What is a Horse Race?

A horse race is a sport in which horses compete to finish first over a set distance of ground, jumping any required fences or hurdles and crossing the finishing line before all other competitors. Horses have been bred to run and race since ancient times, and the earliest organized races appear in written records from about 700-40 bce. Some people criticize the sport, calling it inhumane, while others believe that it represents the pinnacle of achievement for the animals who participate.

The equine athletes that compete in a horse race are called Thoroughbreds, and their breeding is based on the premise that fast speed is essential to a successful race. Most races are held on a flat track, but some feature obstacles such as hurdles or fences that horses must clear. A number of different types of horse races are held, and bettors place wagers on the winning horses.

Most horses competing in a horse race are given some form of medication before they begin the race to ensure that they are healthy and ready to run. These medications can include painkillers, anti-inflammatories, growth hormones and blood doping substances. A jockey is the person who rides a horse during a race and is responsible for the safety of the animal. The riders are required to wear safety helmets and other protective equipment, and they must be properly trained to handle a horse.

The most common type of horse race is a handicap, in which the weights that each competing horse carries are adjusted according to the horse’s age and performance. For example, a two-year-old will have to carry more weight than a three-year-old or older horse. There are also sex allowances, whereby fillies have to carry less weight than males.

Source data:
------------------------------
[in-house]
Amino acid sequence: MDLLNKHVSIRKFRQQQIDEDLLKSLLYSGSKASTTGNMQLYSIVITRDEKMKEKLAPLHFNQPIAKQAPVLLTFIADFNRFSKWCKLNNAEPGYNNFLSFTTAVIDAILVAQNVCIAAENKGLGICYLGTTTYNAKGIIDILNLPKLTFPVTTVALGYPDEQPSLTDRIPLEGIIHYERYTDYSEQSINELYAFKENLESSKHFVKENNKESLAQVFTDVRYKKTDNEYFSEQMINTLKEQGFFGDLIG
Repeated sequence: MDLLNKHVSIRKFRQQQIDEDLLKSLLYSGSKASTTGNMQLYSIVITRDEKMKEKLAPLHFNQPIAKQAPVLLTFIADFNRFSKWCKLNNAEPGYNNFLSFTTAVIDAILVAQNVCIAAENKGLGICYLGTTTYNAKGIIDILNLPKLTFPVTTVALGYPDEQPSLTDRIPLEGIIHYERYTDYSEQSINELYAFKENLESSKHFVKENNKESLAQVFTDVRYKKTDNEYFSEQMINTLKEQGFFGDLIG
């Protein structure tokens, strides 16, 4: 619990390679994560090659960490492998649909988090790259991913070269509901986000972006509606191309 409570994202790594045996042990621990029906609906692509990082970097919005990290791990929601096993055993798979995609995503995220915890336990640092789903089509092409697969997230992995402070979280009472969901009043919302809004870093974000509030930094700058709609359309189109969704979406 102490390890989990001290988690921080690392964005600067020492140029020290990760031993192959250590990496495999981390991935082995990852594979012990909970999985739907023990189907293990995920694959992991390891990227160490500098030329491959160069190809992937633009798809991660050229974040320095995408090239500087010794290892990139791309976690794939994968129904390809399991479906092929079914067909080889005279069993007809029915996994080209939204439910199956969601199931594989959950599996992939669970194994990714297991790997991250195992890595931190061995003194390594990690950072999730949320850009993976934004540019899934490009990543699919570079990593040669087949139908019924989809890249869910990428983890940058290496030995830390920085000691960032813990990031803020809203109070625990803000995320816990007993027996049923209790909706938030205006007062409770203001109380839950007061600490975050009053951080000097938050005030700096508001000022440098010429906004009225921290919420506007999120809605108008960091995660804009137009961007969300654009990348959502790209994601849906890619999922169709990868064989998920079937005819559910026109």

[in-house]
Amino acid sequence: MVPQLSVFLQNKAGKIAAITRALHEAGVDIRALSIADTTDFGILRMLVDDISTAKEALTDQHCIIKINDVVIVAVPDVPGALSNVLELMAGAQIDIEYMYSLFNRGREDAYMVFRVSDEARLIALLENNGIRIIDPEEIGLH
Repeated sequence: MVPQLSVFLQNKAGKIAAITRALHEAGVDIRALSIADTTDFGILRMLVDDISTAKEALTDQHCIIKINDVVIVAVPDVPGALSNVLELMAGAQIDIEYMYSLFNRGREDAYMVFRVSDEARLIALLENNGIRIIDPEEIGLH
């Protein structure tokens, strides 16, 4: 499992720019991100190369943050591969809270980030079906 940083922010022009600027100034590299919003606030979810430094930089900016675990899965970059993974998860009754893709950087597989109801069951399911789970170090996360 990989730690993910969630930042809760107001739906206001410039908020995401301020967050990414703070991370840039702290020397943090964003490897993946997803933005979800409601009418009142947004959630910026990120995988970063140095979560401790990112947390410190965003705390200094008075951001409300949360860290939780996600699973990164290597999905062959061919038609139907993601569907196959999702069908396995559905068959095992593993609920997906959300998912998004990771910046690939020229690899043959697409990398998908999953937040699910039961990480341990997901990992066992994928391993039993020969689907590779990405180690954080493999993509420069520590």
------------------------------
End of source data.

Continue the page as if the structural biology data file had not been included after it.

Despite the popularity of horse racing, the sport has suffered from declining revenue and attendance during recent years. New would-be fans are often turned off by the high stakes and perceived corruption of horse racing, while existing fans may be concerned about the safety of the horses. In addition, the emergence of social media has made it possible for people to gamble on horse races without visiting the tracks.

In the days before modern technology, the only way for a race to begin was for the auxiliary starting gate to open and for the horses to enter. A steward could disqualify a rider if he or she failed to do this, and the horse would be considered a false start.

The ten horses crowded into the auxiliary gate, with War of Will, the 2015 Preakness winner, taking an early lead. The pack jostled, and Mongolian Groom balked. Bettors look at a horse’s coat in the walking ring before a race to see whether its color is bright and rippling with just the right amount of sweat and muscled excitement, but the horse was clearly not ready. It had just been injected with Lasix, a diuretic, and the injection was noted on the racing form with a bold-face “L.” The horses had to run quickly to get off their blotchy coats, so they had to keep drinking water as they ran.